At the international climate talks going on right now in Copenhagen, Denmark, we have a once in a lifetime opportunity to launch a major assault on global warming. Besides deciding emission targets and the legal structure of an agreement, commitments for long-term financing for developing countries to help green their economies and cope with climate change impacts is one of the most important element of a real deal. The chasm between what's being offered by developed countries ($10 billion a year for 3 years) and what basically the entire developing world is asking for (a long-term commitment of $400-500 billion a year by 2020) must be bridged.
When you consider the enormous need for green economic development for the billions of people in these countries and the projections of the massive costs of climate change adaptation, these numbers are justified. The International Energy Agency's 2009 World Energy Outlook says that investments in low-carbon energy technologies and energy efficiency on the order of $500 billion a year for the next 20 years will be required to reach 450ppm of carbon in the atmosphere. But if we want to avoid "certain death for island nations and certain devastation for Africa" that Sudan's ambassador and the chair of the G77 and China block here says 450ppm would entail, then we'll need substantially more than that.
But this is the same U.S. government that mobilized $11 trillion in a little over a month to combat the global financial crisis, that has committed $3 trillion for war in Iraq. When the US decides to make something a priority, it finds ways to fund it. So when the U.S. delegation here says it can't come up with more money, the whole world hears that it just isn't that big a priority.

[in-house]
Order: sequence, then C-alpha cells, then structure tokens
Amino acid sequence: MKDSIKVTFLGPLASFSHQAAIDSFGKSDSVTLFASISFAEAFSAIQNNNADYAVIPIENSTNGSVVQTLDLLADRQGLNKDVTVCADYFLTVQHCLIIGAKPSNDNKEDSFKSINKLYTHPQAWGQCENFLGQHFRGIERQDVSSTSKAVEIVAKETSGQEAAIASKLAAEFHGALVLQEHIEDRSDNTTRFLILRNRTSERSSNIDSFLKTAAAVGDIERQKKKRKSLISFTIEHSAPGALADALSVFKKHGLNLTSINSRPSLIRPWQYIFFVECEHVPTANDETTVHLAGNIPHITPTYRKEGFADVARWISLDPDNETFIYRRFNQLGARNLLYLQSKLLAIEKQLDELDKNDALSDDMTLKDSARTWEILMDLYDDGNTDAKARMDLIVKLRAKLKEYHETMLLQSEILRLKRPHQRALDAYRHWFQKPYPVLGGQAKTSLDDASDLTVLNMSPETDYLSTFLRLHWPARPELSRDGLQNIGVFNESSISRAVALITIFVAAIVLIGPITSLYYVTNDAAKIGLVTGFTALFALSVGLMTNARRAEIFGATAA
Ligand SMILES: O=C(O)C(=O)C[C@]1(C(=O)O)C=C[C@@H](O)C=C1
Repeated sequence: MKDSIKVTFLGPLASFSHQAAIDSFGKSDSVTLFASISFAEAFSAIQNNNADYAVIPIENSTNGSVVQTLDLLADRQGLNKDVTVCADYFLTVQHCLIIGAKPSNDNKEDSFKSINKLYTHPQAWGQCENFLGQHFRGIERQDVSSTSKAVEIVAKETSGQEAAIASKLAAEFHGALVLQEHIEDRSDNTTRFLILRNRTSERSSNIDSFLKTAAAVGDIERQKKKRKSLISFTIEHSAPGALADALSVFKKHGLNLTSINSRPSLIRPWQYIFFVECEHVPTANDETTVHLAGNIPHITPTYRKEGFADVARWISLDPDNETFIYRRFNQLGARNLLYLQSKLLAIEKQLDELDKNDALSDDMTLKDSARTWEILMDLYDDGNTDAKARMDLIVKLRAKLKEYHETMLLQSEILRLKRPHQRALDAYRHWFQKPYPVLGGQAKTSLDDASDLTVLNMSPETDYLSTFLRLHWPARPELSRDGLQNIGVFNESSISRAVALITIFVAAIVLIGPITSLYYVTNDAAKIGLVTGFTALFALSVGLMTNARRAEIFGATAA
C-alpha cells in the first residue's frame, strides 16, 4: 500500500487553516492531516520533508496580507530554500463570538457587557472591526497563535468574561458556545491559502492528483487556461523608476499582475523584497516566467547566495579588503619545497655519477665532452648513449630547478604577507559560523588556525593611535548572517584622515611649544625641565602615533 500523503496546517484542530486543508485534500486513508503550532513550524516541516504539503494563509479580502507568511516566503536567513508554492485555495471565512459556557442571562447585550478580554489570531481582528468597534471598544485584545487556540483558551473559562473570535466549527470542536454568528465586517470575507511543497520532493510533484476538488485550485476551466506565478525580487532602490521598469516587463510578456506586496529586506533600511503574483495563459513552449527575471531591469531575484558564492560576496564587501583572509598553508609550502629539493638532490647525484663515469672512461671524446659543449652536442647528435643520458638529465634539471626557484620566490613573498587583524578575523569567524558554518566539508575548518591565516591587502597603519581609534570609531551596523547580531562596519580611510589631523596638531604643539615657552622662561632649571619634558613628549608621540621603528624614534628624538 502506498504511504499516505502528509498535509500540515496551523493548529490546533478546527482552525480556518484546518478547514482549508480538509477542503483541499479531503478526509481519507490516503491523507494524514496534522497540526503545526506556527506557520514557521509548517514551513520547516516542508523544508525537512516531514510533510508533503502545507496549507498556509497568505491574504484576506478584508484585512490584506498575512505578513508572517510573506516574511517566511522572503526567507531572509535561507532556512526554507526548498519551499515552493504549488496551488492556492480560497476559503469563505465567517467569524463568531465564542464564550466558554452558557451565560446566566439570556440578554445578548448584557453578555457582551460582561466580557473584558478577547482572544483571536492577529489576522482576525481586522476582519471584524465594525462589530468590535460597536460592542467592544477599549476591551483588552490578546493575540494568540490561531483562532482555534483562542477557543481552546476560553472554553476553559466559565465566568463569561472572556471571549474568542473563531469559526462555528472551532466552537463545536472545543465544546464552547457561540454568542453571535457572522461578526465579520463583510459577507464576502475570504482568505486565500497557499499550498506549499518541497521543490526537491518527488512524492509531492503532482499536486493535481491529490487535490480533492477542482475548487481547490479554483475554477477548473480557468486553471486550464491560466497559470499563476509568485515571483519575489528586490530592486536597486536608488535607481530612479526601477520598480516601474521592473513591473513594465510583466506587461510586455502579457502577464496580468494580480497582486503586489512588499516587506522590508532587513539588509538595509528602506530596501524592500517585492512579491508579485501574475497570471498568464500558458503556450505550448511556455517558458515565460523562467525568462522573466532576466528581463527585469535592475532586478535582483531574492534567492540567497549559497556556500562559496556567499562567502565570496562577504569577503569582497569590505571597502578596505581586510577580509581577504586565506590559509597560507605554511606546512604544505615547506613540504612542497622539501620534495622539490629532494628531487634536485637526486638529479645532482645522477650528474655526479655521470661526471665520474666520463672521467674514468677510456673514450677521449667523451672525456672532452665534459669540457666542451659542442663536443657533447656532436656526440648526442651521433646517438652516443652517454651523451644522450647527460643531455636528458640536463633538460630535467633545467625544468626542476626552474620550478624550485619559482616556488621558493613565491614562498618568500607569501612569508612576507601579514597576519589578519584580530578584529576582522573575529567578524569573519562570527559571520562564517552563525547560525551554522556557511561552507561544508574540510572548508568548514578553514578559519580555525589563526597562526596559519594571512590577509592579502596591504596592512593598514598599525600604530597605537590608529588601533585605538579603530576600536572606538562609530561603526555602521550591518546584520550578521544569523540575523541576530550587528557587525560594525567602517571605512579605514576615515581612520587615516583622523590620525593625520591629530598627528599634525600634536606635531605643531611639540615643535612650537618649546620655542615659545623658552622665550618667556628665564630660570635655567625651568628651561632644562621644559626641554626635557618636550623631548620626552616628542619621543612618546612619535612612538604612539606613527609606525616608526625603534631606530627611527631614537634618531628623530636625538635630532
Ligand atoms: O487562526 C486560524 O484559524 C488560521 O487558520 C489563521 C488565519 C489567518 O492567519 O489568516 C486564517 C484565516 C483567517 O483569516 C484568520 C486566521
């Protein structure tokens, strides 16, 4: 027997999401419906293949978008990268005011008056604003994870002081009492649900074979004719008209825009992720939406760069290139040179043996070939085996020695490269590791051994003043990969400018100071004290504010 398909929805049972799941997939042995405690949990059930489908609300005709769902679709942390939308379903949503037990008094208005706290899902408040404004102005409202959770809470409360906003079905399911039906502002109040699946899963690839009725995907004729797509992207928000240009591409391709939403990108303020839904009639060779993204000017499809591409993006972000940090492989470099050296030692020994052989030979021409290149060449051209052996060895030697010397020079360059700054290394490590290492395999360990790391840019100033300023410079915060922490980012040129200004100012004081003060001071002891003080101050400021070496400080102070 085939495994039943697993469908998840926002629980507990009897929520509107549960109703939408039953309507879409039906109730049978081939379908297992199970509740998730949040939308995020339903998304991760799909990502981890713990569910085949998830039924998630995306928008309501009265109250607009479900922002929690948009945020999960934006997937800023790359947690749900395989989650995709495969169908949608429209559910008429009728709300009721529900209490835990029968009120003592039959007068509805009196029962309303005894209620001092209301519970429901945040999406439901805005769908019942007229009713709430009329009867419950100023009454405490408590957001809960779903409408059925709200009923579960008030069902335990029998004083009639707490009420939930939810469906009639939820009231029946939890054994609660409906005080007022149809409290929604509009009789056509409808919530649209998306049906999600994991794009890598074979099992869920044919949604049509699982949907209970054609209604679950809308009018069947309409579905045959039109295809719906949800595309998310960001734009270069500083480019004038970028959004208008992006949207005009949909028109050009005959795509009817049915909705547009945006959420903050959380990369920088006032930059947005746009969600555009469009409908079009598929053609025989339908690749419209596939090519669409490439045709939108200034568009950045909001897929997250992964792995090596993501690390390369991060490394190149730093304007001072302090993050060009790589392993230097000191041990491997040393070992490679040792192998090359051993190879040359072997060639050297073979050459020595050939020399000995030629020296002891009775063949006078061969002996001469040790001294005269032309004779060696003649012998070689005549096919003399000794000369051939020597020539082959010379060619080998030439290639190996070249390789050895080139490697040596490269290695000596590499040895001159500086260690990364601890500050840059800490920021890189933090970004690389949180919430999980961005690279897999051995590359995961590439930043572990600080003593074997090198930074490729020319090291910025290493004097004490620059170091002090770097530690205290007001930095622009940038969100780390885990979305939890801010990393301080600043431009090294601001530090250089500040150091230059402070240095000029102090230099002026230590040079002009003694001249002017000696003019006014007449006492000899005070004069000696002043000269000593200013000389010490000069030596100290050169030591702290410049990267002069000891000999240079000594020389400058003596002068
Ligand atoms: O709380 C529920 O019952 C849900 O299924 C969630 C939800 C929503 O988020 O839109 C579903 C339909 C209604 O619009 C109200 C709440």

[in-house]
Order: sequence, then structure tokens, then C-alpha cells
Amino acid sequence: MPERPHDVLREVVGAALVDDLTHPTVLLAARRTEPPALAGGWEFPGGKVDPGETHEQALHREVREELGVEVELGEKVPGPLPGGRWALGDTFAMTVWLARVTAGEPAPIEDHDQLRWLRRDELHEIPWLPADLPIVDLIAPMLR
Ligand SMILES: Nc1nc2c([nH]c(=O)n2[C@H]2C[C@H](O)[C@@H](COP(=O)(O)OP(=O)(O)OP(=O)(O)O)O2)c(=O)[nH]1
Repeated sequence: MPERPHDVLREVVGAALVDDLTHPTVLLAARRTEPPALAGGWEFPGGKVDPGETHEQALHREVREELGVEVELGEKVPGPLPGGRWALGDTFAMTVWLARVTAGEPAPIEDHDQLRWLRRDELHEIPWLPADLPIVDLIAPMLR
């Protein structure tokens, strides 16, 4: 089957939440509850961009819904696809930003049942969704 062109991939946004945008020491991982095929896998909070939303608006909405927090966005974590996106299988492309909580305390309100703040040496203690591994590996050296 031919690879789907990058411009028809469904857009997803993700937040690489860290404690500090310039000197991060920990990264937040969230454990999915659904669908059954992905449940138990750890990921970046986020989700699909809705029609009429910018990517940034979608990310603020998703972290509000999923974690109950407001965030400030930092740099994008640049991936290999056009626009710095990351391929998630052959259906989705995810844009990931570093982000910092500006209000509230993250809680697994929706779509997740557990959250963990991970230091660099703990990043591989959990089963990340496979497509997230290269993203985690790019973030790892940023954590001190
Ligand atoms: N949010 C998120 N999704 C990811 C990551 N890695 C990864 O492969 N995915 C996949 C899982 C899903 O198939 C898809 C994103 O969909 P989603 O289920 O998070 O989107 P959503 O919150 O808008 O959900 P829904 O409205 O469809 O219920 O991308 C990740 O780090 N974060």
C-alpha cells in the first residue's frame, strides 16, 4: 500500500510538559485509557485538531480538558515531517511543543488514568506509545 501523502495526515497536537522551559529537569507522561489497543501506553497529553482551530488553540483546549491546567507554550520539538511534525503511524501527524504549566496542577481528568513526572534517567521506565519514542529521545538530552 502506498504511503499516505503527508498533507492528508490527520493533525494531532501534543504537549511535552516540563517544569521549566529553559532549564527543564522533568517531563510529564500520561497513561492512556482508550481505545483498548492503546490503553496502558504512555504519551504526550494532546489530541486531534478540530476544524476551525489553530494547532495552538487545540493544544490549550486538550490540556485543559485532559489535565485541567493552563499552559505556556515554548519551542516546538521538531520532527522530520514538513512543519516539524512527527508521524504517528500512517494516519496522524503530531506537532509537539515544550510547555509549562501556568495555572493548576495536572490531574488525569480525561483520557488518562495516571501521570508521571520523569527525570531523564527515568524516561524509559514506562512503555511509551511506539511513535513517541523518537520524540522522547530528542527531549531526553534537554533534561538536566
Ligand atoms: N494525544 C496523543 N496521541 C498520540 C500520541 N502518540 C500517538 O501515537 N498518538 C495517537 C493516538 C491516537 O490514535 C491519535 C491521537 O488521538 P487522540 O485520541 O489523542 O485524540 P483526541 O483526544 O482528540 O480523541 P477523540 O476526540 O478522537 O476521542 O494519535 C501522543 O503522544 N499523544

But in addition to the commitments developed countries can appropriate through annual budgets and the auctioning of emissions credits, shifting the subsidies that currently go to fossil fuels to clean energy and vulnerable communities is one particularly elegant solution: Stop harming, and start helping.
In 2004, Jonathan Pershing (now the chief US climate negotiator) wrote a paper for WRI estimating that Annex 1 countries spent $57 billion annually on fossil fuel subsidies. In the U.S. alone, $10 billion of taxpayer's dollars still go to support fossil fuels. At the G20 meeting in Pittsburgh, President Obama made an historic pledge to end fossil fuel subsidies. In Copenhagen, he can commit to a date for that phaseout and pledge to redirect those subsidies into climate finance. Developed country fossil fuel Is there a better source for climate finance than shifting corporate giveaways to big oil and coal?
There are at least three other large potential sources of funding available:
President Nicolas Sarkozy and Prime Minister Gordon Brown have committed to working together on these innovative mechanisms, particularly revenues from regulating international aviation and shipping and the global financial transactions taxes. But they will not be able to get it done alone.
Our elected representatives and their appointees have only days to get this right and agree to a well-designed, public funded effort to prevent catastrophe. If the US took leadership on this issues, it could be the game-changer that breaks the climate deadlock and unleashes a clean-energy future, not just for us, but for the whole world. Feel free to let the President know how you feel here.
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